The future of podcasting is looking bright. I think it might be the next major wave of personal publishing. It could become the darling of advertisers who will see it as a way to reach legions of new buyers. I’m going to explain how we got here, and what you can do to ride that wave with your business.
When Did Podcasting Start, Anyway?
I became a fan of podcasting before it was such a thing. Initially, it was mp3 audio recordings of my favorite late night radio show, Idiot’s Delight with Vin Scelsa. Pretty soon, some folks that were smarter than me, like Dave Winer, changed things. They released a set of open technologies to publish and share audio just like other blog articles. Thus podcasting was born.
What’s interesting is that it never slowed down. Podcasting has grown more modestly than other media formats, but grown nonetheless. If you were an NPR listener, you most definitely hooked up with some of their podcasts over the years. Certain author and Tech communities loved them as well. Even @ev, created a podcast oriented company called Odeo on the heels of Blogger. He and his team got the idea for Twitter during that time and moved on with its development instead. That said, podcasting had lots of great mind power, but no huge breakout hits.
Over the last couple of years, podcasting has returned to popular conversation. It seems like someone is always talking about a new podcast they are listening to or coming up with an idea for a new one. It feels like there is a new swell in podcast activity. Not to mention resources for podcast creators and brand advertisers.
As it turns out, the swell had been building over the last decade. The audiences are now starting to become large enough for advertisers to care. All it took was a couple of hit shows, like Serial to inspire a new generation of content creators. Consider the content marketing boom, and it is the perfect storm for a medium like podcasting.
Why Are Podcasts So Successful?
1. Podcasts fans love to collect podcasts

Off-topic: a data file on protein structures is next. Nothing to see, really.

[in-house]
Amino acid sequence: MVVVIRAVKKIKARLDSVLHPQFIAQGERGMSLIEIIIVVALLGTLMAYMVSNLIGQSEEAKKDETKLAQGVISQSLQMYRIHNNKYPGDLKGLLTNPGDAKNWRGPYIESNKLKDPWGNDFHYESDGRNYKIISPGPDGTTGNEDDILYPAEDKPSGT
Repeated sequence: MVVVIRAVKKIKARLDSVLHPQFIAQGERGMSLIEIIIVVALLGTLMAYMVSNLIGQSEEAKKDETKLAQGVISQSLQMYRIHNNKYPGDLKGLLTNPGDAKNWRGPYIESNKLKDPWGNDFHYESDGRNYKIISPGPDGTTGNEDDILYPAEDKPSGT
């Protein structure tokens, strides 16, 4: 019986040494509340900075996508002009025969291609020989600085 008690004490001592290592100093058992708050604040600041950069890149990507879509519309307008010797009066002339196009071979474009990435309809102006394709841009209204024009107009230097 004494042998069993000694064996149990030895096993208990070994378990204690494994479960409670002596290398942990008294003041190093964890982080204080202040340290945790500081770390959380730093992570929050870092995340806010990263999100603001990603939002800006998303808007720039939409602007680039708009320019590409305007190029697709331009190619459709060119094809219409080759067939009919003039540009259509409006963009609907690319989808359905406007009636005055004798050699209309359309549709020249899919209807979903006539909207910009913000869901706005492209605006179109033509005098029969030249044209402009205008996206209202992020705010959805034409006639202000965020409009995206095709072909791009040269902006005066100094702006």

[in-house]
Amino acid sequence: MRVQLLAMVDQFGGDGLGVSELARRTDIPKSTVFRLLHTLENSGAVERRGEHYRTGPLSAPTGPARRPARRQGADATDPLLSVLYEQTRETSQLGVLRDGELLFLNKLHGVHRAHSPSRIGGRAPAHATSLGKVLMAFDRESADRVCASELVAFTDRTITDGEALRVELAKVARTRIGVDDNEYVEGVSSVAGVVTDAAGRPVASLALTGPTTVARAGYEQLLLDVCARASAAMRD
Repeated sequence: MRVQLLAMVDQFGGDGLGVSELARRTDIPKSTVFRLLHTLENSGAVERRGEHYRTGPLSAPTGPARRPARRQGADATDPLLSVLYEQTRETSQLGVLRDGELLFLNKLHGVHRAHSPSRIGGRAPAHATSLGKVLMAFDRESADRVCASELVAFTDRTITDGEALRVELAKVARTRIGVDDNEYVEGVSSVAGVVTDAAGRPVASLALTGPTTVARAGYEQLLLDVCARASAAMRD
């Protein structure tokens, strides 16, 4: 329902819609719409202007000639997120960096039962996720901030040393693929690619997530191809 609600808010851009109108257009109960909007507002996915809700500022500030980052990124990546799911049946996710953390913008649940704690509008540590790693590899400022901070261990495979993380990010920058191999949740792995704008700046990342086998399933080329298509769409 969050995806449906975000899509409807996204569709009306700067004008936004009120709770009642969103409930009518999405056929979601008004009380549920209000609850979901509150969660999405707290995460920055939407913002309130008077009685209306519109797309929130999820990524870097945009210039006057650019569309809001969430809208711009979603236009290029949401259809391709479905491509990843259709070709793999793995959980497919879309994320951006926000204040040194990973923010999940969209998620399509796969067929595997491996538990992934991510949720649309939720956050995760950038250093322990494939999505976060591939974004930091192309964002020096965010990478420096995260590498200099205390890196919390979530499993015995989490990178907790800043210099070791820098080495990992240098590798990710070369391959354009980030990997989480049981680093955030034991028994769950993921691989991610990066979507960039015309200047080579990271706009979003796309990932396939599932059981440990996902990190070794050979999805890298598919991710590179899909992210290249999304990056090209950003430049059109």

Collecting, you say? Like baseball cards? Sort of. More like having a favorite band or author. Once you fall in love with one of their works, you want to hear their whole discography. You then graduate to listening to the bands that inspired them. Podcast listeners are no different. They like to set their pod catchers to download a mix of regular favorites and new finds.
2. Episodic Content
Podcasts are sticky. The short storylines allow for quick immersion into a new topic without being comprehensive. A regular publishing cadence keeps listeners returning; much like our favorite television shows.
3. They are tribal
Podcasts provide a way to bond with fans of your respective niche. A familiar host is an old friend that you get to spend time with. New ideas are available on demand. No more waiting months until your favorite conference comes to town.
Will Podcasts Lead to A New Wave of Personal Publishing?
I think so. Increased mobility has positioned smartphones as the control panel of our lives. They are becoming the center of entertainment and workplace interactions. They provide the single thread that weaves these experiences together.
Beyond this, I see two benefits for people with something to say (content creators):
1. The Tools to Create Great Podcasts Are Plentiful and Often Free
There is a high probability that if you are reading this, you own a smartphone. If you do, you likely have access to a high quality piece of recording software for audio. Do you use Skype to talk to colleagues? Skype is helps produce many of your favorite podcasts today. Need to edit those recordings? Tools like Auphonic make it possible for a small fee.
2. Podcasting Has An Ecosystem of Democratic Distribution Tools
For some time, the main option for podcast distribution was iTunes. That not the case anymore. Soundcloud, Stitcher, Podbean and many more offer hosting for creators. Some provide tools for listeners to find your show via topic affinities. Others like ACast, include rich analytics and monetization tools for creators.
Individuals creating specialized content are a threat to big brand dominance of the airwaves. Smart brands will try to create environments for content creators to build a platform. Streaming leaders like Spotify and Amazon have the opportunity to take the lead here. They could also get overtaken by more focused upstarts like Acast. Our new “radio” stations will be custom built and travel with us, in our pockets, on our wrists and in our cars.
With this in mind, what is stopping you from creating a podcast focused on your area of expertise? You could become the next star of my morning commute.
Over the last two years or so, I’ve had a hankering to write this article. The title of this article is also a nod to the great Chris Brogan, who included it on a list called “Top 100 Blog Topics I Hope You Write.”